For over 15 years of my life I was a chandler, I produced my own line of candles, did private labeling and taught classes. I still teach although I no longer have a workshop and at this time of the year I miss being able to melt wax, wick molds and play with scent and colour just for me and this special day on the wheel of the year.
From my perspective, there is no need for anyone to be a practicing pagan to appreciate the sharing and stories of these festival days. It is about a relationship with our roots, an understanding that without the bounty the planet makes available to each and every one of us, we would not be here; an honouring of our physical source.
For those of you not familiar with this calendar. There are eight festivals days that relate to an agrarian relationship with the planet. Four are the solstices and equinoxes, times of balance and extremes that divide the year. There are also four days that fit in between, cross quarter days. Imbolc, celebrated also as Candlemas and by several other names is the festival day between the Winter Solstice and the Spring Equinox.
I happen to live in a place with very similar weather patterns to Europe, the source of the Celtic Calendar. I get to watch the same things happening around me that would have happened on the British Isles 1000 years ago. Goats and cows are heavy with new life, early bushes and trees are budding, and land is being turned for fresh planting. We are moving out of the place of “hibernation” when the northern hemisphere rested and are getting ready to begin again.
Candles come into play from a variety of perspectives at Imbolc. Yes, the days are getting longer but the nights still take the majority of a 24 hour cycle. We may not live in a time where fire, lamps and candles are our only sources of light but it would be understandable that people, using the available resources would choose candles to represent the strengthening light both as the sun in the sky and the son born at Yule in the myths, legends and traditions of the Olde Country.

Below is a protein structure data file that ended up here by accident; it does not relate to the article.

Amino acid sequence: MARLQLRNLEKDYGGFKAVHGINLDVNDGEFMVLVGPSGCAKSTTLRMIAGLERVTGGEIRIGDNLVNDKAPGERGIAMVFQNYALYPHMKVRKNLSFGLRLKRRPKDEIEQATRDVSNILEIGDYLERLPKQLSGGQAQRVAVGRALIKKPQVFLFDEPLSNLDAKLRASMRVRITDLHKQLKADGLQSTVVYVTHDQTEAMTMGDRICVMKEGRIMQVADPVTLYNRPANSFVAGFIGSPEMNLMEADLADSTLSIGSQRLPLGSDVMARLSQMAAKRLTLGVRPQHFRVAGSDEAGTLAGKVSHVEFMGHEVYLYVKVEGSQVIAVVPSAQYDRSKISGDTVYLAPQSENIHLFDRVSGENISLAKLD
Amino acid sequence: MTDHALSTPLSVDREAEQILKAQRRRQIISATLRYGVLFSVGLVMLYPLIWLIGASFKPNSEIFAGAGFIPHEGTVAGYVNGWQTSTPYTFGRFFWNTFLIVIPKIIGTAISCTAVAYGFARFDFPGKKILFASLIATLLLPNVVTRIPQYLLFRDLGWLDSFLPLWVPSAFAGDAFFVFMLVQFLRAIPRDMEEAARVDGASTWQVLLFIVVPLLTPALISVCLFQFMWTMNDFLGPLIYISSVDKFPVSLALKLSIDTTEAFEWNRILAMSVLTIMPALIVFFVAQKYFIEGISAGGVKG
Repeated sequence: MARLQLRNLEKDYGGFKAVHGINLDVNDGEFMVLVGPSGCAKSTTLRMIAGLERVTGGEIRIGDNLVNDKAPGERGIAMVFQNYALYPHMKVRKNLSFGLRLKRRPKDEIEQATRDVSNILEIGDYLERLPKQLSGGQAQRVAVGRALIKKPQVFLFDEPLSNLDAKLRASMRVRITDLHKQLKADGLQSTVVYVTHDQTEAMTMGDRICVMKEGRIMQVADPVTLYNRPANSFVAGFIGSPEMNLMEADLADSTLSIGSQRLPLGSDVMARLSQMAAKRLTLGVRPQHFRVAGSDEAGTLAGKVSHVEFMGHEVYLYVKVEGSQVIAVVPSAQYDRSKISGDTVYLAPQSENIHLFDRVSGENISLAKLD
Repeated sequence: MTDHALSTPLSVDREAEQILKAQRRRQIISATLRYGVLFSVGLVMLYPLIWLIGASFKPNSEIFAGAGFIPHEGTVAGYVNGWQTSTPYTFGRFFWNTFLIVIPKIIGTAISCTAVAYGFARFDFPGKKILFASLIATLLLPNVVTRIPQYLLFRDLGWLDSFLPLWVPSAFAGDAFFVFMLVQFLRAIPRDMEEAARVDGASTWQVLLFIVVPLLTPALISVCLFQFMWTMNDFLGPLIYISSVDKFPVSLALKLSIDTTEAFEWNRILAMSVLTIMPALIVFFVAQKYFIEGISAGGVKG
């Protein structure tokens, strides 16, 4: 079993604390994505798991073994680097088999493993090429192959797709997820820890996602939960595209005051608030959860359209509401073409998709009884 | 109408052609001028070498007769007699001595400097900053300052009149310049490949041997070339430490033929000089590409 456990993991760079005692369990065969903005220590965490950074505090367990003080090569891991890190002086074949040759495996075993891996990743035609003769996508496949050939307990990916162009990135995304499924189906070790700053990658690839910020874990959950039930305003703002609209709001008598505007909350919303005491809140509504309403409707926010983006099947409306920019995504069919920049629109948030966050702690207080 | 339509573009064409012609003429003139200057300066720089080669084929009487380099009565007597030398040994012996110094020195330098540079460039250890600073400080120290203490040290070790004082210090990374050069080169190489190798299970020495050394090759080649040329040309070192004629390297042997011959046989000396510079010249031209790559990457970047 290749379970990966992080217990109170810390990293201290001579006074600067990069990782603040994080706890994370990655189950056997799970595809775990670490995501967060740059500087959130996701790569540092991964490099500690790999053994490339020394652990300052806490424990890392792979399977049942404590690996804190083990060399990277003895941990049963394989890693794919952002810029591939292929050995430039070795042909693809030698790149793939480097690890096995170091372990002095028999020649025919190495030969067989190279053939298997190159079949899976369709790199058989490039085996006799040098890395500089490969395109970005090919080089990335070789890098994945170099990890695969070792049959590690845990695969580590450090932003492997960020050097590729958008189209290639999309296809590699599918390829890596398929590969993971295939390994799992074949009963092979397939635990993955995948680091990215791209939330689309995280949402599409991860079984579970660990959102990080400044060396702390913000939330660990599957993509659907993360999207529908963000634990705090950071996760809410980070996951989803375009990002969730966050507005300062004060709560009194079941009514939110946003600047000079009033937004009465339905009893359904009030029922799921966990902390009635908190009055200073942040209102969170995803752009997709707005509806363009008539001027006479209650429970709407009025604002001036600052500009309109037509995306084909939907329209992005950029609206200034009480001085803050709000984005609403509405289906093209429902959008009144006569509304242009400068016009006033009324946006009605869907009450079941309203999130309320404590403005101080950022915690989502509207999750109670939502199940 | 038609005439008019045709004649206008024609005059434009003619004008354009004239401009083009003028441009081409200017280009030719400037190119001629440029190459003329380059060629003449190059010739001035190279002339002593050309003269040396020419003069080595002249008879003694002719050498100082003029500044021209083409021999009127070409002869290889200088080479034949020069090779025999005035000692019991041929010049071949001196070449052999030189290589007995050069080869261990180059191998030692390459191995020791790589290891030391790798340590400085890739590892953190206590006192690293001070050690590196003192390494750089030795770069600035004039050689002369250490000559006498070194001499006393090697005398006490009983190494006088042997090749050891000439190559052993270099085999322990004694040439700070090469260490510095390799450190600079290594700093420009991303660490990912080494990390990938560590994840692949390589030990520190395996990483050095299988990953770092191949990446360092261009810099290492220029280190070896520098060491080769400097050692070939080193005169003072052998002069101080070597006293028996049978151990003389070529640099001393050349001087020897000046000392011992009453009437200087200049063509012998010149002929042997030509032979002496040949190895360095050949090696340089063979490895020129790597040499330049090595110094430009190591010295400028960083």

Brigid, the Goddess associated with Imbolc is a Fire Goddess so the element of fire is connected to her celebrations. There is a newly rekindled eternal flame in Kildare to replace the one extinguished by order of Queen Elizabeth I.
Brigid is also the Goddess of livestock, poetry and craftsmanship. All things hand made fall under her domain.
Brigid is a Triple Goddess, which means she can represent Maiden, Mother or Crone, at different times of the year. Spring time is for maidens and a white candle would be appropriate to honour Brigid now. Red is the colour of Mother and Black represents Crone.
One of the traditions of Imbolc is the gathering of all the candles in the house into one space, where they are all lit. Another option is to light a candle in each room. In some areas, candles are lit in circle or church and a flame is then taken home to relight the candles there. Seeds are also blessed before being sown, making grains, both seeds and flours another symbol of Imbolc
So whether you are male or female, buy your candles or make them yourself; whether you are on your own or in a group, I would encourage you to make time to clean and clear your sacred space, both the temple you are graced to live in and the place you call home and to welcome back the light with candles.